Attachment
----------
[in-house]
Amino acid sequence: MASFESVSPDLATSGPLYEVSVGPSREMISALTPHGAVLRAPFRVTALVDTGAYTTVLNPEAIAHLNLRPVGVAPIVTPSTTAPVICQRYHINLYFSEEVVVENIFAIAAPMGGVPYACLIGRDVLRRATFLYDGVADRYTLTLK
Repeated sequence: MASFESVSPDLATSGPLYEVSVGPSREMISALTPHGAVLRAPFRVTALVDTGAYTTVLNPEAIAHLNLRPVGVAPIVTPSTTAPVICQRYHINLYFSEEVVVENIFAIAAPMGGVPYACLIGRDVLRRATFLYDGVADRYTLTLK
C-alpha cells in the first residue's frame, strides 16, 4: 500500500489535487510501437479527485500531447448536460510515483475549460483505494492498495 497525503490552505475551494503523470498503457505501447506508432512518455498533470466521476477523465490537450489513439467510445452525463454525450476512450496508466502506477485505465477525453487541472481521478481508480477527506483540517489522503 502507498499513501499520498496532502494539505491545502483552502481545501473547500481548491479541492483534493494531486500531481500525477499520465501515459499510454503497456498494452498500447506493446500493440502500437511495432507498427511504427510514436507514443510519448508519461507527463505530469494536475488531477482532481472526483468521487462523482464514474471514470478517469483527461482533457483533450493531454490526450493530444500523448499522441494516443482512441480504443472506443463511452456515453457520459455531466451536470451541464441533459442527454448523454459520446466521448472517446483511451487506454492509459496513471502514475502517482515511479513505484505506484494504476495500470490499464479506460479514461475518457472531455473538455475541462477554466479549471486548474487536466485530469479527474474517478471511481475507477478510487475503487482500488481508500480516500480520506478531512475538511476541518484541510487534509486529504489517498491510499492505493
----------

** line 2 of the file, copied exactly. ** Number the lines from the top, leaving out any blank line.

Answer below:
Amino acid sequence: MASFESVSPDLATSGPLYEVSVGPSREMISALTPHGAVLRAPFRVTALVDTGAYTTVLNPEAIAHLNLRPVGVAPIVTPSTTAPVICQRYHINLYFSEEVVVENIFAIAAPMGGVPYACLIGRDVLRRATFLYDGVADRYTLTLK